I was living at Barunga when I first heard about the intervention. I was told by mobile phone. It was on the news. When we found out, everyone was worried. The girls wanted to go to hide in the bush. When we saw the army on TV, I felt frightened. Some people, not just children, but adults, too, thought they might come with guns. (42)

Rosalie Kunoth-Monks, an Areente, Alyawarra elder, discusses the intervention in terms of generations of trauma:

We are all aware in Australia of the horrific journey that Aboriginal people have had to take right from the beginning. People say invasion but I say on our first encounter… Trauma, emotional and mental, a lot of us are going through – tremendous, tremendous trauma and that’s not over exaggerating.

Because we live in terror of our languages, our ceremonies and our land being taken off us right at this time in our history. (14)

Not least in this history of trauma is the after-effects of the Stolen Generations. As Brenda L Croft, whose father was taken as a child, writes:

My father wanted kardiya [non-indigenous] people to try and comprehend the impact of colonisation on our people, not only throughout their lives, but also the ongoing deleterious effect on their descendants, whether we live in remote communities or in far-flung towns and cities. (172)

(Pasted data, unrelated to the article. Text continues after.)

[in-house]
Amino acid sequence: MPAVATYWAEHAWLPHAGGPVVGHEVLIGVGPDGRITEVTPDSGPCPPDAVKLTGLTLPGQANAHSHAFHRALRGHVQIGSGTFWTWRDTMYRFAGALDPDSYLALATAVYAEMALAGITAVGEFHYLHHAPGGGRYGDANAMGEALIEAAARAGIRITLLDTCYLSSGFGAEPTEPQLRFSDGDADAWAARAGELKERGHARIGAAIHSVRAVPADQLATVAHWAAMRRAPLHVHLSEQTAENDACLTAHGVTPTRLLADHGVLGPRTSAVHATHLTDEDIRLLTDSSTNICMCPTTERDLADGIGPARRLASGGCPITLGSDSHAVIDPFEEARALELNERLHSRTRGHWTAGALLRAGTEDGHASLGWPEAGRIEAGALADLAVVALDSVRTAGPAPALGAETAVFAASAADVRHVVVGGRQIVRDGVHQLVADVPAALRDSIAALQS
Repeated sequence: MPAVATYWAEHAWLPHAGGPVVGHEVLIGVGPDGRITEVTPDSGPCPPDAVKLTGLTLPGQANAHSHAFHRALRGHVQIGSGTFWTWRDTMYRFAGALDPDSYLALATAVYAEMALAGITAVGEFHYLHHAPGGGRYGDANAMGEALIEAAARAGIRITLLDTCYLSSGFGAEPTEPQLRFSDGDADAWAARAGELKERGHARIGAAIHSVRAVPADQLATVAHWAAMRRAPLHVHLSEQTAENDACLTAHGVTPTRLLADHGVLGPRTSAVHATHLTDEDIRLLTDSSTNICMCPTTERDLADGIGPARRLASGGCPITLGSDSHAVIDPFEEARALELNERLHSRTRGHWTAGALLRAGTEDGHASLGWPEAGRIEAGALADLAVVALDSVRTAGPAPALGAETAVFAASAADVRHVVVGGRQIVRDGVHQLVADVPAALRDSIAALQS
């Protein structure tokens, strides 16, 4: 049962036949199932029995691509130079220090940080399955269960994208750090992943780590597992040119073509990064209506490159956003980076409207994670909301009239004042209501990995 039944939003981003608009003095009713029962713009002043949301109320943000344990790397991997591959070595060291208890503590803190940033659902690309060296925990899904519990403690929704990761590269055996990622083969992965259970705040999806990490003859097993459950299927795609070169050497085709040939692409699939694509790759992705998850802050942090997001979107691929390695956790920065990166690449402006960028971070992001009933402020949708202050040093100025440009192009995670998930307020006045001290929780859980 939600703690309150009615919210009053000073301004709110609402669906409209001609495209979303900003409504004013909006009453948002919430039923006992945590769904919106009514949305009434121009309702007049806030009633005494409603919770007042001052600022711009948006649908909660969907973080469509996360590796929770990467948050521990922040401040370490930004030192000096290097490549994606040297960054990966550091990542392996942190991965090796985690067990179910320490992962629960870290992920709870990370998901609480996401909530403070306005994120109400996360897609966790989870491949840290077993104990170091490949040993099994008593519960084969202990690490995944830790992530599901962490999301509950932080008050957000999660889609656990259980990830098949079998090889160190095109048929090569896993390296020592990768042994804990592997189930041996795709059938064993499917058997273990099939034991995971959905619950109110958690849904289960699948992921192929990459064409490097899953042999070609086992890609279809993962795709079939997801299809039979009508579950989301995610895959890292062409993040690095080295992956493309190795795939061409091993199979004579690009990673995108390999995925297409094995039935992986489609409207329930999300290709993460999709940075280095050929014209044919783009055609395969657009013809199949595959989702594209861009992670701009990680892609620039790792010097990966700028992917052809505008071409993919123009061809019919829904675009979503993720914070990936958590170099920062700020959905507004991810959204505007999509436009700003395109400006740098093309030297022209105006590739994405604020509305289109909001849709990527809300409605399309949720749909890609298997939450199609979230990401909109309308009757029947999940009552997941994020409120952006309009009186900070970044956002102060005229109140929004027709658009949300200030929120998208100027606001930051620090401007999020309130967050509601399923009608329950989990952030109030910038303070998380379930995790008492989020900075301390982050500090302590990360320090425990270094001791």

It is one of the strengths of this anthology that so many diverse Aboriginal voices are represented in its pages, people who live in remote communities as well as those from cities or regional centres. Non-indigenous perspectives also make a valuable contribution: among them, P M Newton’s story, “567,000 kms Driven”, tells of the army’s arrival from a soldier’s point of view; while Arnold Zable offers the moving meditation, “Here is Where We Meet”.

For me, however, the highlights are the Indigenous voices, particularly Melissa Lucashenko’s powerfully rhetorical “What I Heard about the Intervention”:

I heard that the last officially recorded massacre of Aboriginal people occurred in the NT in 1928.